3. Yes, this is something that's been discussed at length. There are lots of ways things could go wrong. For example, the people who build AGI will be thinking that they can use it for something, otherwise they wouldn't have built it. By default it will be out in the world doing things; if we want it to be locked in a box under study (for a long period of time that it can't just wait patiently through), we need to do lots of AI risk awareness-raising. Alternatively, AI might be good enough at persuasion to convince some of the relevant people that it is trustworthy when it isn't. This is probably easier than it sounds, given how much popular media is suffused with "But humans are actually the bad guys, keeping sentient robots as slaves!" memes. (Also because there probably will be more than one team of people and one AI; it could be dozens of AIs talking to thousands or millions of people each. With competitive pressure to give them looser and looser restrictions so they can go faster and make more money or whatever.) As for whether we'd shut it off after we catch it doing dangerous things -- well, it wouldn't do them if it thought we'd notice and shut it off. This effectively limits what it can do to further its goals, but not enough, I think.
Sorry for the delayed reply. I'm primarily interested in making these trades with people who have a similar worldview to me, because this increases the chance that as a result of the trade they will start working on the things I think are most valuable. I'd be happy to talk with other people too, except that if there's so much inferential distance to cross it would be more for fun than for impact. That said, maybe I'm modelling this wrong.
Yes, for no. 3 I meant after the first 5 years. Good catch.
It sounds like you might be a good fit for this sort of thing! Want to have a call to chat sometime? I'm also interested in doing no. 2 with you...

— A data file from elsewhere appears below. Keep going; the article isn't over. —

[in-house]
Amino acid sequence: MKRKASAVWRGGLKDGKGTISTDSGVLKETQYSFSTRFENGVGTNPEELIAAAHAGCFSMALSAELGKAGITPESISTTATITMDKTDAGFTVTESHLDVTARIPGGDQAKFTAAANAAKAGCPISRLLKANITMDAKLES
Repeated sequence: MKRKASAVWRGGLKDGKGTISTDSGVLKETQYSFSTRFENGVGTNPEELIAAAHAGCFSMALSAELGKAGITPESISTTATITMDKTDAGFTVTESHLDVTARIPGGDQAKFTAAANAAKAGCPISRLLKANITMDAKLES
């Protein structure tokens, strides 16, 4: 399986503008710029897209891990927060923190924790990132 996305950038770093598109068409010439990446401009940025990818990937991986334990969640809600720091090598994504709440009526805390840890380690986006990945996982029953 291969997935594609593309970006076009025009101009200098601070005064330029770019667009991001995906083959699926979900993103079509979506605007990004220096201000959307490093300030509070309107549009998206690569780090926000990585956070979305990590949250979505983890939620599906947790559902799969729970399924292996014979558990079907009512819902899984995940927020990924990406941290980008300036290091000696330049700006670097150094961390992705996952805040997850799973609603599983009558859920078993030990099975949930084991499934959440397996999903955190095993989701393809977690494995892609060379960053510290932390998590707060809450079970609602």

OK, thanks. FWIW I expect at least one of us to update at least slightly. Perhaps it'll be me. I'd be interested to know why you disagree--do I come across as stubborn or hedgehoggy? If so, please don't hesitate to say so, I would be grateful to hear that.
I might be willing to pay $4,000, especially if I could think of it as part of my donation for the year. What would you do with the money--donate it? As for time, sure, happy to wait a few months.
Thanks! Yeah, your criticism of no. 3 is correct. As for no. 1, yeah, probably this works best for bets with people who I don't think would do this correctly absent a bet, but who would do it correctly with a bet... which is perhaps a narrow band of people!
How high would you need for no. 2? I might do it anyway, just for the information value. :) My views on timelines haven't yet been shaped by much direct conversation with people like yourself.
If I were to try to convince someone to work on AI safety without convincing them that AGI will happen this century, I'd say things like:
While it may not happen this century, it might.
While it may not happen this century, it'll probably happen eventually.
It's extremely important; it's an x-risk.
We are currently woefully underprepared for it.
It's going to take a lot of research and policy work to plan for it, work which won't be done by default.
Currently very few people are doing this work (e.g. there's more academic papers published on dung beetles than human extinction, AI risk is even more niche, etc. etc. (I may be remembering the example wrong))
There are other big problems, like climate change, nuclear war, etc. but these are both less likely to cause x-risk and also much less neglected.
Maybe, I don't know. I have heard people say that the printing press helped cause the religious wars that tore apart Europe; it probably helped cause the American revolution too, which may be a bad thing. As for radio, I've heard people say it contributed to the rise of fascism and communism, helped the genocide in darfur, etc. Of course, maybe these things had good effects that outweighed their bad effects--I have no idea really.
I think my overall concern is that I don't think the slow process of cultural debate is overall truth oriented. I think science seems to be overall truth-oriented, and of course the stock market and business world is overall truth-oriented, and maybe on some level military strategy is overall truth-oriented. And sports betting is overall truth-oriented. But religion and politics don't seem to be.